Blog Posts for state arts action network

Good Tidings from SAAN

Posted by Ms. Elisabeth Dorman, Dec 11, 2018 0 comments

Much has happened since last I wrote, including the 2018 Midterm Elections, in which: Over 113 million citizens nationwide turned out to vote; a record-breaking total of 107 women were elected to serve in Congress; Democrats now control the U.S. House and Republicans retain hold of the U.S. Senate; key congressional arts supporters like Rep. Betty McCollum (D-MN) on the Interior Appropriations Subcommittee and Rep. Richard Neal (D-MA) on Ways and Means Committee will be the new chairs; at the state level, there will be 19 new governors, 27 new state legislative leaders, and 1,700 new state legislators—resulting in a 23% turnover; and more than 2,000 women will serve in state legislatures in their upcoming sessions and will hold the majority in two state legislative chambers—the Colorado House and Nevada Assembly. On top of getting out the vote for this year’s midterms, State Arts Action Network leaders had noteworthy advocacy gains in their communities.

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Breaking Down the South Dakota v. Wayfair Decision and Its Impact on the Arts and Small Business

Posted by Ms. Kate O. McClanahan, Sep 17, 2018 0 comments

On June 21, 2018, the U.S. Supreme Court issued its opinion in the case South Dakota v. Wayfair. In essence, the Court ruled that state and local governments can require retailers with no physical presence in the state to collect sales tax on those sales. The Court ruled that the standard for determining the constitutionality of a state tax law is whether the tax applies to an activity that has “substantial nexus” with the taxing state; i.e., the Court threw out a previous requirement for “physical presence.” Previously, if the vendor didn’t have physical presence in the state where the buyer was, there was no requirement on the business to collect the tax.. Now, practically, how does a seller know in which state to collect tax? Is it where the seller is shipping it? Is it the billing address? And what does this mean for artists and art sellers?

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Pre-Election Activities for Arts Organizations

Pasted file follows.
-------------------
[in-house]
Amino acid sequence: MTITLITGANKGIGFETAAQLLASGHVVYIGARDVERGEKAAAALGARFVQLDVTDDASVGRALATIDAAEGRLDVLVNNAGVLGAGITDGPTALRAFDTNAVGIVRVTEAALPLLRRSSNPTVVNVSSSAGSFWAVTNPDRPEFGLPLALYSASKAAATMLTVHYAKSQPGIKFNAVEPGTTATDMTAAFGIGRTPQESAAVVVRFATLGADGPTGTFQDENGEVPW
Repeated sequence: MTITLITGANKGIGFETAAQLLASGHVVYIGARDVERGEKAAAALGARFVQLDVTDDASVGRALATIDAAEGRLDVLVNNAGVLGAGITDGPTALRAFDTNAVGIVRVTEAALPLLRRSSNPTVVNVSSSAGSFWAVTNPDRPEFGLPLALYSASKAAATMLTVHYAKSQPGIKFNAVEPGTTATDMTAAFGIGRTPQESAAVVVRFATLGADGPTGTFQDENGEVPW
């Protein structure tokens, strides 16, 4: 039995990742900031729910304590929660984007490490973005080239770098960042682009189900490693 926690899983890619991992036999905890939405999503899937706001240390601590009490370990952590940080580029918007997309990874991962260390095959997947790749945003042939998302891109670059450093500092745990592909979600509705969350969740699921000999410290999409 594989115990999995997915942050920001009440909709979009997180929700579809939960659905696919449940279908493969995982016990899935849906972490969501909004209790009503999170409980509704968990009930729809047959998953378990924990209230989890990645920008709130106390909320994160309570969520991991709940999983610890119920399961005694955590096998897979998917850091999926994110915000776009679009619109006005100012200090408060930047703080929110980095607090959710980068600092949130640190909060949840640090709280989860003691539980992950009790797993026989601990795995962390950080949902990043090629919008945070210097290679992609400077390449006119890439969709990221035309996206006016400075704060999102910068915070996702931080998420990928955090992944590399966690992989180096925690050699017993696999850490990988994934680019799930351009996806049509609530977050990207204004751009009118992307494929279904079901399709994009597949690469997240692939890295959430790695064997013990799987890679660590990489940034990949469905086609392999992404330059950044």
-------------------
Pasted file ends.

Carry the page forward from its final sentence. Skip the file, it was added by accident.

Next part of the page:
Posted by Mr. Jay H. Dick, Aug 28, 2018 0 comments

Recently, I sat down with former Massachusetts Senate President Stan Rosenberg to talk about what arts organizations should be doing in preparation of the upcoming elections. Here are highlights of our conversation.

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Remembering to Celebrate the Victories: State Arts Action Network Members’ Advances for the Arts and Arts Education

Posted by Ms. Elisabeth Dorman, Jul 03, 2018 0 comments

First, I want to acknowledge that the past few months have been tough; it seems like anytime I refresh my web browser, there’s more bad news happening in our nation. Personally, I find some solace in the work that we as arts advocates do at the federal, state, and local levels in advancing the healing and transformative power of the arts and arts education. I think it’s important to remember the positive moments and for us to celebrate the victories that we as a field are achieving. In that spirit, I want to share with you a few stories about the current advocacy successes at the federal and state levels, spearheaded by the State Captains, State Arts Action Network (SAAN), and their states’ advocates.

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SAAN By Me: The Good Arts Advocacy Work Happening in Your States

Posted by Ms. Elisabeth Dorman, Mar 30, 2018 0 comments

Advocacy promoting arts and arts education funding and policy doesn’t just exist at the federal level. While the federal government funds the NEA at $152.3 million, state governments invest $357.5 million into state arts agencies. However, like the NEA, state arts agencies cannot lobby regarding appropriations, law, legislation, or policy, in their official capacity. Enter the State Arts Action Network—a professional development network of Americans for the Arts comprised of 53 state arts advocacy and service organizations from 42 states. SAAN members work around the clock advocating for pro-arts and pro-arts education funding and policies in their home states. Here’s just a sample of the great work happening at the state level! Here’s just a sample of the great work happening at the state level!

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Preparing Your Organization and Your Donors for Shifts in the Charitable Tax Deduction

Posted by Ms. Christina Ritchie, Feb 16, 2018 0 comments

On January 1, the 2018 Tax Cuts & Jobs Act went into effect, a substantial change to the U.S. tax code which has the potential to negatively impact arts and culture nonprofit organizations in a variety of ways. One of the most significant impacts will come in changes related to the thresholds and amounts associated with the charitable tax deduction. This 100-year-old provision was designed to stimulate giving to charities and other organizations serving the public good by providing an opportunity to claim a deduction as a reduction in an individual’s tax burden. While the repercussions of the federal tax code changes are still emerging, and corresponding shifts in state-by-state tax policy may impact your situation, the notes that follow are an introductory primer. If you have questions about state-level implications, we recommend you reach out to your state comptroller or state association of nonprofits.

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